Saturday, January 08, 2005

Bach contortions

I love Johann Sebastian Bach - his Cello Suites are some of my all time favourite musical pieces (especially as played by Pierre Fournier). This guy perfectly sums up what I love about Bach:
"Listening to Bach is like watching energy pass from gear to gear in a complicated - but perfectly aligned and synchronised - machine. Machine turned to art. And somewhere in between - because humans err - art to humanity. Above all this Bach's music has a great sense of beauty. Because so much of his music has an abstract foundation, it can be quite easily taken out of context and employed on its own. The result of all this is an inexorable, often irresistible sense of movement beyond the material and the touchable."

Bach's Brandenburg Concerti have moved me since my early 20s when music student friends performed them at our university, Goldsmiths College. But I had never heard them performed professionally until last night, when we saw and heard the Feinstein Ensemble perform at Queen Elizabeth Hall.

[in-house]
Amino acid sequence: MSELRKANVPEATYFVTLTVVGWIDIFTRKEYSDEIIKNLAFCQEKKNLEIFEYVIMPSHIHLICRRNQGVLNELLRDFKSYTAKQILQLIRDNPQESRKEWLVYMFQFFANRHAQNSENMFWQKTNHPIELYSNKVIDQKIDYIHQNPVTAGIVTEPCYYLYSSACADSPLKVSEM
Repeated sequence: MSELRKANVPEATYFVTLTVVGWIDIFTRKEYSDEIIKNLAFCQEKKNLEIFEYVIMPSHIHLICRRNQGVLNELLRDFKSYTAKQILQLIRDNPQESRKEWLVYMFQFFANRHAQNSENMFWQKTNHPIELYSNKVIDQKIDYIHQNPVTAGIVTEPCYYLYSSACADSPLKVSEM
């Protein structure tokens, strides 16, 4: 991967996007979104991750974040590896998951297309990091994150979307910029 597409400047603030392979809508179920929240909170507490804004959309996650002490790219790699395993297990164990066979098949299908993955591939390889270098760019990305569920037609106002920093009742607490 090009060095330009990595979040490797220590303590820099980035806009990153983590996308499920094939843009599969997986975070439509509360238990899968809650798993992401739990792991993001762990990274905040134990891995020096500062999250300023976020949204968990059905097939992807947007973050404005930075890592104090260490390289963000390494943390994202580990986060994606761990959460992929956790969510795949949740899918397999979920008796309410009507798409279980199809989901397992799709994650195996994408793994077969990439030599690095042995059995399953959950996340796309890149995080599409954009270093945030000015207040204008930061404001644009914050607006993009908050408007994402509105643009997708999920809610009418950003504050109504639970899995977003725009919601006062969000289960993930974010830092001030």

One of the greatest pleasures I derive from attending classical concerts is not simply hearing a piece of work live but seeing it interpreted physically. Live classical concerts are physical theatre and it's so satisfying - sometimes even thrilling - seeing the physical personalities of individual players come to life on stage. Some of the thrill comes from the fact that it is so unexpected. I expect my favourite singers to rock around on stage, but classical performers?

The Feinstein Ensemble not only performed with consumate musicianship, grace and clarity, but they looked like they were having alot of fun. The chief violinist danced like a clown as he made playful eye contact with the other musicians; the young recorder player swayed on her feet as if she was at an indie pop concert; the oboeist bobbed around like a member of Pan's People; the flautist (Feinstein himself) twisted his body like a snake charmer; the cellist barely moved her body, but her face contorted spectacularly through every emotion from depression to elation; and the harpsichord player simply tapped his head, smiling to himself, lost in his own world.

Nights like this remind me that musical performance can be a physical performance as thrilling as dance.

Related link:
+ Feinstein Ensemble Bach audio samples

Other links today:
+ Interactive guide to Indian Ocean tsunami warning system by the Guardian (Flash).
+ Guardian interview with call-girl blogger Belle de Jour
+ Elders' knowledge of the sea helped them escape tsunami disaster
+ What the internet "looks like" from outer space
+ Iraq? Whatever. Why the big issue of 2004 now leaves most people feeling bored.

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